Devotional - Health topics

Was I Going to Die?

Friday, December 14, 2018

Peace I leave with you; my peace I give you. I do not give to you as the world gives. Do not let your hearts be troubled and do not be afraid. John 14:27, NIV.

I was scared. Was I going to die? Would my boys be motherless? And would my husband love me less if I had to have a mastectomy?

I had just received news of a mass in my left breast. It was our twenty-first wedding anniversary. A hushed reserve hung over us as we ate our special dinner together, and later, as we sat in our hotel room, we talked about what the future might hold.

By Friday, without our anniversary celebration to think about, the depressing “what if” feelings crept in. I prayed constantly, and forced myself to sing and be happy. But the next day in church, thoughts of possible death and despair overwhelmed me, and I broke down. The statistics kept ringing in my ears. After lung cancer, breast cancer is the leading cancer killer of U.S. women.

On Sunday we both went to see the surgeon, and we were encouraged. He felt that it was possibly a fibrocystic nodule. Saying that he wanted to see me in two months, he put me on a strict diet and increased exercise. According to research findings, an extra 15 pounds increases the risk of breast cancer by 37 percent, and with an extra 20 pounds the risk rises to 52 percent. That means that a 10-pound difference may be significant when it comes to lowering your cancer risk. And according to Dr. Noreen Azid, of the Lee Moffit Cancer Center in Tampa, Florida, of all the decades of life you should lose that extra weight, it’s the third one.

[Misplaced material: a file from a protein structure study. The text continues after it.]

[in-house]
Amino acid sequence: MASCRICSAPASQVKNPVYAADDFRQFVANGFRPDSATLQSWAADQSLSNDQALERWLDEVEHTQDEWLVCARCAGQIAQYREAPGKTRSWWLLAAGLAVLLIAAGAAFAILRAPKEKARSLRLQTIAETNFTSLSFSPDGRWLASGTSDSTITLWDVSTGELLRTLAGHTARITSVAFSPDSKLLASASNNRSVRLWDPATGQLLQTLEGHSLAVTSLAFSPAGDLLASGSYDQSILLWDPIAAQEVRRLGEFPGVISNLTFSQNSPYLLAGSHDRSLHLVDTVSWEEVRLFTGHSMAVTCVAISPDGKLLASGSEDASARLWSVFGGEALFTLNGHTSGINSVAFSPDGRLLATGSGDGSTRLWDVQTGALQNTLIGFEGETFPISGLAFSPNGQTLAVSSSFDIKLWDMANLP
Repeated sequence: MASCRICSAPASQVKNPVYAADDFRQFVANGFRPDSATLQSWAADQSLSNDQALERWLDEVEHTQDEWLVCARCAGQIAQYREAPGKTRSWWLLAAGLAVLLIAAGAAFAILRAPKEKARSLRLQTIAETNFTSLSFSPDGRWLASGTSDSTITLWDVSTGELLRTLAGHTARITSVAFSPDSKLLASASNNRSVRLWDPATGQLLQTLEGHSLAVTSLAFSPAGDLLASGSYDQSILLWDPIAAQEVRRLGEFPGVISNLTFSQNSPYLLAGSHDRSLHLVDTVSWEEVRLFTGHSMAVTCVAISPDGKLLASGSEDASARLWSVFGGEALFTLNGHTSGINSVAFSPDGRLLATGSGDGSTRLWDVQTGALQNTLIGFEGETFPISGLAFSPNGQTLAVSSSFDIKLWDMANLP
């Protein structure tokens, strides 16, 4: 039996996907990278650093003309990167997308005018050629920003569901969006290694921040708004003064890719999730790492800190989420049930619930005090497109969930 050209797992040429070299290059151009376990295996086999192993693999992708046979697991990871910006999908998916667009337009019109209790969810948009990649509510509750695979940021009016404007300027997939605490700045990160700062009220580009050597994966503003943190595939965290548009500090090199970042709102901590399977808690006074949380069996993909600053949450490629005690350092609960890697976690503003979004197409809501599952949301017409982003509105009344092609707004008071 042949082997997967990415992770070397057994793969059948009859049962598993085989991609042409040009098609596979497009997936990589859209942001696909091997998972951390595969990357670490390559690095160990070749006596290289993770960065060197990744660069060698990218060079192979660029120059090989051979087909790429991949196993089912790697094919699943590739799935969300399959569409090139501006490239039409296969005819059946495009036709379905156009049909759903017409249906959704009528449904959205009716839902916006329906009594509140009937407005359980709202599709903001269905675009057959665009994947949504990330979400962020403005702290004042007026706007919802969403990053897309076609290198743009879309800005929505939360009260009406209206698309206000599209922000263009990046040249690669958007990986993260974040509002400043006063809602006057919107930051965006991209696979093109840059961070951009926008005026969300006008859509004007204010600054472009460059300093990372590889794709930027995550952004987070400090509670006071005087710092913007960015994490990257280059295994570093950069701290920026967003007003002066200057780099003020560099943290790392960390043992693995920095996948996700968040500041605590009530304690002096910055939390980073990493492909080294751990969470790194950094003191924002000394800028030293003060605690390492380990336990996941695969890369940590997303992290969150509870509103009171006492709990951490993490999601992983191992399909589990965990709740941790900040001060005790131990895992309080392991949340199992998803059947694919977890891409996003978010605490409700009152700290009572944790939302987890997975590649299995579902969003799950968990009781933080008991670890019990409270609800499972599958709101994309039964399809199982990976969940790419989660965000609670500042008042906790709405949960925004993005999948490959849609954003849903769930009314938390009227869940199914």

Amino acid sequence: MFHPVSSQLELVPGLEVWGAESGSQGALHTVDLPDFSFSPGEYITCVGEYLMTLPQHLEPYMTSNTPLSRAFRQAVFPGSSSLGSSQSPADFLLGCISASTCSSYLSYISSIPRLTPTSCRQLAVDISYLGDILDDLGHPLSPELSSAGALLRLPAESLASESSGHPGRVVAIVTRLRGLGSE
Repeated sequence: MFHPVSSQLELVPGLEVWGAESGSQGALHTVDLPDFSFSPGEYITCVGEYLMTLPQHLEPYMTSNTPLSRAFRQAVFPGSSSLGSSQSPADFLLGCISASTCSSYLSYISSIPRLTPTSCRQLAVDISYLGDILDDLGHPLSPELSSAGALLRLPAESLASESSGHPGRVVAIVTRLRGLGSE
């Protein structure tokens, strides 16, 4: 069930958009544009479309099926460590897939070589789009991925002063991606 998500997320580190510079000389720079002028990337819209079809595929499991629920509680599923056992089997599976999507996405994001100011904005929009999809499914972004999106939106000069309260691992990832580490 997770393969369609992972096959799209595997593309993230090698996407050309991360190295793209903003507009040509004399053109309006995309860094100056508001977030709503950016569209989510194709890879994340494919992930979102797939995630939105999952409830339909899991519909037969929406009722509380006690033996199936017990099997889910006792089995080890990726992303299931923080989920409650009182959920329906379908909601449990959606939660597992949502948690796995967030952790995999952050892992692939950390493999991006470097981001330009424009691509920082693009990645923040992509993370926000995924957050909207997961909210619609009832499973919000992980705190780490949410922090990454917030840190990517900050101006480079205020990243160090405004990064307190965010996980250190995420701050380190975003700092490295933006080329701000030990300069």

The weeks passed, and I had lost 12 pounds. Allan went with me to see the doctor. Following an ultrasound and mammogram, the doctor reported: “There is no mass.” After comparing the reports and seeing the mammogram, we sighed in relief and sent a prayer heavenward in thanksgiving.

From that experience we learned how precious is our health, and how its threatened loss can suddenly and markedly rearrange our priorities. Continually I resolve to appreciate each day the Lord gives and to be glad and rejoice in it.

What should you do today, in case there is no tomorrow?

Used by permission of Health Ministries, North American Division of Seventh-day Adventists.